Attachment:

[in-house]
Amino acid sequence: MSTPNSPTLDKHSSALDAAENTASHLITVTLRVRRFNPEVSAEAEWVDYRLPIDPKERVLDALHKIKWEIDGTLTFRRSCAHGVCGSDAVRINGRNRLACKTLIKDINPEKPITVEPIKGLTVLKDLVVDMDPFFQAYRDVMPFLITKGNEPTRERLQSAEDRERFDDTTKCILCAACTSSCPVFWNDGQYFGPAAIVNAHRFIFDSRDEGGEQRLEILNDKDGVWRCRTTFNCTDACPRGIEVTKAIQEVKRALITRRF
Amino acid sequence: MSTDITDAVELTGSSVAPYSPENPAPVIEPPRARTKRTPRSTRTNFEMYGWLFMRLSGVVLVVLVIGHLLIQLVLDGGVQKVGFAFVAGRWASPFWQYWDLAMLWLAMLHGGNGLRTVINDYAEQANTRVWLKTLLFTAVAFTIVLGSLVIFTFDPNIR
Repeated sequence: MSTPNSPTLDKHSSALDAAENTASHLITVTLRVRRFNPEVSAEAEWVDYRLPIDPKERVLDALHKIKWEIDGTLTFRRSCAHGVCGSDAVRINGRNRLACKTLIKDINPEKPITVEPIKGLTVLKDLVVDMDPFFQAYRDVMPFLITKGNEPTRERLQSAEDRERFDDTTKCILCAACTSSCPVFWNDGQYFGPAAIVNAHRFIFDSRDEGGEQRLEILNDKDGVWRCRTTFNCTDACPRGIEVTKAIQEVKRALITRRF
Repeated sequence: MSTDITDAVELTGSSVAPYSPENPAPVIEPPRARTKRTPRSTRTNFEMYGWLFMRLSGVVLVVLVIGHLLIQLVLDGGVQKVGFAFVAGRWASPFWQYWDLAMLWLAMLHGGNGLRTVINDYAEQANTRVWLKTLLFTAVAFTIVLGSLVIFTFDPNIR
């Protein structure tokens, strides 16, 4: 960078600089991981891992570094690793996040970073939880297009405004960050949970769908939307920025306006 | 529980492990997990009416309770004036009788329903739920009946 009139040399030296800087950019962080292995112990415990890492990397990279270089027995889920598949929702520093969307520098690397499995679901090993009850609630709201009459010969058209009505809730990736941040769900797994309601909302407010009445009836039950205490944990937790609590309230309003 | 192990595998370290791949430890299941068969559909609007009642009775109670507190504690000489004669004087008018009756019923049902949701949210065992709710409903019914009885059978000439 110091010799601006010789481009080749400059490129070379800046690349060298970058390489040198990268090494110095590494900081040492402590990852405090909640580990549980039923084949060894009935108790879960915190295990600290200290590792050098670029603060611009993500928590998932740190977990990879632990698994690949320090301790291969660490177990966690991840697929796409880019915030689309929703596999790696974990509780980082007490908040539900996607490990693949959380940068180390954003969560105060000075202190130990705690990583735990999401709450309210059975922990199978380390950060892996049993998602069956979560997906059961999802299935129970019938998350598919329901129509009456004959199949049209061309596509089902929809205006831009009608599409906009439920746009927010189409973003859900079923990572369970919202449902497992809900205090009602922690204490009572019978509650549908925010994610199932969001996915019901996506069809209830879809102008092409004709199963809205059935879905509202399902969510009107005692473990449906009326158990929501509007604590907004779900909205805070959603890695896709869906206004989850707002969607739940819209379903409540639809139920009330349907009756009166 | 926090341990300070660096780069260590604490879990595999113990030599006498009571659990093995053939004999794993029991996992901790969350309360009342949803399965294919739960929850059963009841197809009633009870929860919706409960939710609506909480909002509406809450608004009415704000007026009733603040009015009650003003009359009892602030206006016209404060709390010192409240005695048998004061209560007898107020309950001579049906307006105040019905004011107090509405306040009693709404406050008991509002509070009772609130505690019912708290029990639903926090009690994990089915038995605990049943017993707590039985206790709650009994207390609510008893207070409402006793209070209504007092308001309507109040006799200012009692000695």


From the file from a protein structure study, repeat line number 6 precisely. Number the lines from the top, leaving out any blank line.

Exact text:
């Protein structure tokens, strides 16, 4: 960078600089991981891992570094690793996040970073939880297009405004960050949970769908939307920025306006 | 529980492990997990009416309770004036009788329903739920009946 009139040399030296800087950019962080292995112990415990890492990397990279270089027995889920598949929702520093969307520098690397499995679901090993009850609630709201009459010969058209009505809730990736941040769900797994309601909302407010009445009836039950205490944990937790609590309230309003 | 192990595998370290791949430890299941068969559909609007009642009775109670507190504690000489004669004087008018009756019923049902949701949210065992709710409903019914009885059978000439 110091010799601006010789481009080749400059490129070379800046690349060298970058390489040198990268090494110095590494900081040492402590990852405090909640580990549980039923084949060894009935108790879960915190295990600290200290590792050098670029603060611009993500928590998932740190977990990879632990698994690949320090301790291969660490177990966690991840697929796409880019915030689309929703596999790696974990509780980082007490908040539900996607490990693949959380940068180390954003969560105060000075202190130990705690990583735990999401709450309210059975922990199978380390950060892996049993998602069956979560997906059961999802299935129970019938998350598919329901129509009456004959199949049209061309596509089902929809205006831009009608599409906009439920746009927010189409973003859900079923990572369970919202449902497992809900205090009602922690204490009572019978509650549908925010994610199932969001996915019901996506069809209830879809102008092409004709199963809205059935879905509202399902969510009107005692473990449906009326158990929501509007604590907004779900909205805070959603890695896709869906206004989850707002969607739940819209379903409540639809139920009330349907009756009166 | 926090341990300070660096780069260590604490879990595999113990030599006498009571659990093995053939004999794993029991996992901790969350309360009342949803399965294919739960929850059963009841197809009633009870929860919706409960939710609506909480909002509406809450608004009415704000007026009733603040009015009650003003009359009892602030206006016209404060709390010192409240005695048998004061209560007898107020309950001579049906307006105040019905004011107090509405306040009693709404406050008991509002509070009772609130505690019912708290029990639903926090009690994990089915038995605990049943017993707590039985206790709650009994207390609510008893207070409402006793209070209504007092308001309507109040006799200012009692000695």